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|Title:||Characterisation of CaCO3 phases during strain-specific ureolytic precipitation||Authors:||Clarà Saracho, Alexandra
Haigh, Stuart K.
Redfern, Simon Anthony Turner
|Keywords:||Engineering::Civil engineering||Issue Date:||2020||Source:||Clarà Saracho, A., Haigh, S. K., Hata, T., Soga, K., Farsang, S., Redfern, S. A. T., & Marek, E. (2020). Characterisation of CaCO3 phases during strain-specific ureolytic precipitation. Scientific Reports, 10(1), 10168-. doi:10.1038/s41598-020-66831-y||Journal:||Scientific Reports||Abstract:||Numerous microbial species can selectively precipitate mineral carbonates with enhanced mechanical properties, however, understanding exactly how they achieve this control represents a major challenge in the field of biomineralisation. We have studied microbial induced calcium carbonate (CaCO3) precipitation (MICP) in three ureolytic bacterial strains from the Sporosarcina family, including S. newyorkensis, a newly isolated microbe from the deep sea. We find that the interplay between structural water and strain-specific amino acid groups is fundamental to the stabilisation of vaterite and that, under the same conditions, different isolates yield distinctly different polymorphs. The latter is found to be associated with different urease activities and, consequently, precipitation kinetics, which change depending on pressure-temperature conditions. Further, CaCO3 polymorph selection also depends on the coupled effect of chemical treatment and initial bacterial concentrations. Our findings provide new insights into strain-specific CaCO3 polymorphic selection and stabilisation, and open up promising avenues for designing bio-reinforced geo-materials that capitalise on the different particle bond mechanical properties offered by different polymorphs.||URI:||https://hdl.handle.net/10356/146056||ISSN:||2045-2322||DOI:||10.1038/s41598-020-66831-y||Schools:||Asian School of the Environment||Rights:||© 2020 The Author(s). This article is licensed under a Creative Commons Attribution 4.0 International License, which permits use, sharing, adaptation, distribution and reproduction in any medium or format, as long as you give appropriate credit to the original author(s) and the source, provide a link to the Creative Commons license, and indicate if changes were made. The images or other third party material in this article are included in the article’s Creative Commons license, unless indicated otherwise in a credit line to the material. If material is not included in the article’s Creative Commons license and your intended use is not permitted by statutory regulation or exceeds the permitted use, you will need to obtain permission directly from the copyright holder. To view a copy of this license, visit http://creativecommons.org/licenses/by/4.0/.||Fulltext Permission:||open||Fulltext Availability:||With Fulltext|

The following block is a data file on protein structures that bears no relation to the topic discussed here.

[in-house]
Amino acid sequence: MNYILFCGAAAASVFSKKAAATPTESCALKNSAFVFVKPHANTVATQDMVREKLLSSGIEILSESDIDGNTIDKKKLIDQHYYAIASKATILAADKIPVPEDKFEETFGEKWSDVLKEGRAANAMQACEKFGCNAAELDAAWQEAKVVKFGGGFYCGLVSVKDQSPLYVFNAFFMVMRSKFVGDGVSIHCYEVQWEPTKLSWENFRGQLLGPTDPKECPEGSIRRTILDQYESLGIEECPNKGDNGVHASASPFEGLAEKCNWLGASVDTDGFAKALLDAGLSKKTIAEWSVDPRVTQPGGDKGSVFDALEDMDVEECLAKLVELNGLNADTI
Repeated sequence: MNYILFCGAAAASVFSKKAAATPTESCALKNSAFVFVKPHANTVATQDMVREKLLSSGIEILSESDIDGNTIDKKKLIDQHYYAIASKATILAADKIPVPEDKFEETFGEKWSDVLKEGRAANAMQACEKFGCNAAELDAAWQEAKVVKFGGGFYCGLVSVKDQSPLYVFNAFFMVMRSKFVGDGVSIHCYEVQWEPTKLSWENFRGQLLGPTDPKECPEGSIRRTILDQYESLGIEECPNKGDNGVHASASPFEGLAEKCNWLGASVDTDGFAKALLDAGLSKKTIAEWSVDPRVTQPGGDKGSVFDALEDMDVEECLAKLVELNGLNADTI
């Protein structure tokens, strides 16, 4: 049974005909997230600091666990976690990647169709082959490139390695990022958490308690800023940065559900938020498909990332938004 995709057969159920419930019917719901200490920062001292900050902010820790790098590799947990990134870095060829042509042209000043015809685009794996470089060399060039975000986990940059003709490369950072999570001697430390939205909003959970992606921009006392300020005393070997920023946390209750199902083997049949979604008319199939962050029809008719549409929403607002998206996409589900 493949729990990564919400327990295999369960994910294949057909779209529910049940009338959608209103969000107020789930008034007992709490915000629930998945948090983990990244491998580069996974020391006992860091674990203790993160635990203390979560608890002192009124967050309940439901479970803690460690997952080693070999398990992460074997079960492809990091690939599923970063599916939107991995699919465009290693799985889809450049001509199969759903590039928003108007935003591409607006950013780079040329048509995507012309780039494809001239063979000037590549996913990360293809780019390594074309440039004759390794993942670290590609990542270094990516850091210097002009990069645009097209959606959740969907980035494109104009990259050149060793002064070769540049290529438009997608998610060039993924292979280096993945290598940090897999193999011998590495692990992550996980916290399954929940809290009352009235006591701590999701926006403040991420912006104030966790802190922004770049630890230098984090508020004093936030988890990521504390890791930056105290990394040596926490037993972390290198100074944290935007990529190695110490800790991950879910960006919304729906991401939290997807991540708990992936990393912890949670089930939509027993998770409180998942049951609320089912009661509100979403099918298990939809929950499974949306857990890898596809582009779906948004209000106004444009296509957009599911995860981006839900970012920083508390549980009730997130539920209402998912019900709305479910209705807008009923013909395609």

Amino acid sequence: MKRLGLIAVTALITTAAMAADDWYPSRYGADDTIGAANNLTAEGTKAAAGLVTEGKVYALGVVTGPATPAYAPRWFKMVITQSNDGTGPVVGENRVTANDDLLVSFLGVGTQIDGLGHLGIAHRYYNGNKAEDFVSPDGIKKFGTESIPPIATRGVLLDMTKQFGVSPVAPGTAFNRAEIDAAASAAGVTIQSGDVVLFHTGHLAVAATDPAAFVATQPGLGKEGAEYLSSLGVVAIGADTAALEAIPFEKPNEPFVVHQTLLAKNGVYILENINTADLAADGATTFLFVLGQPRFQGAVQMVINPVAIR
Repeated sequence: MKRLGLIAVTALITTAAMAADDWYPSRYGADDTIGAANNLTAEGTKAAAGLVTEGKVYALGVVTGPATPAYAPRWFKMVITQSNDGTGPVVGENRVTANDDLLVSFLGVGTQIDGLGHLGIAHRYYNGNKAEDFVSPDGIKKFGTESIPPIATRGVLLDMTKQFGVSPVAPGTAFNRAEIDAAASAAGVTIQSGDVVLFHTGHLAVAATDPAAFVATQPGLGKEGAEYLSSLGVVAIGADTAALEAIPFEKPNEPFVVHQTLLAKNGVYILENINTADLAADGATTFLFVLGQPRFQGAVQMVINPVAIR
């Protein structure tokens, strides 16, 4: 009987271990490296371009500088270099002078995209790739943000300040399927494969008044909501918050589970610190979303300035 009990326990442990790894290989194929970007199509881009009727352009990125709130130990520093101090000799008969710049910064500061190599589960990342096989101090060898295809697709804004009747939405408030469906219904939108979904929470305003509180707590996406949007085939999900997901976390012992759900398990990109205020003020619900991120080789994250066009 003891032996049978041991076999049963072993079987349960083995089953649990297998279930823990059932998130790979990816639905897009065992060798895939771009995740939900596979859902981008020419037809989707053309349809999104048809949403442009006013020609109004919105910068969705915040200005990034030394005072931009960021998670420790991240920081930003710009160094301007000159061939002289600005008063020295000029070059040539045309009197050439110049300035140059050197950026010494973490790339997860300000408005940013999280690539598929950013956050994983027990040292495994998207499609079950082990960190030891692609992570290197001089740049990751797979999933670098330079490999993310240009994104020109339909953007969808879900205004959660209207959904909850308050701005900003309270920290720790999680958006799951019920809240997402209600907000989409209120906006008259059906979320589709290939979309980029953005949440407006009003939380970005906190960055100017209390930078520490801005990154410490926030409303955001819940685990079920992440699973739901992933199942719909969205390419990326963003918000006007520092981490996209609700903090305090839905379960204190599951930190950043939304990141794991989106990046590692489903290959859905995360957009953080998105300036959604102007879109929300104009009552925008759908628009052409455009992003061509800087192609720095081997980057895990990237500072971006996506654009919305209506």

|Appears in Collections:||ASE Journal Articles|
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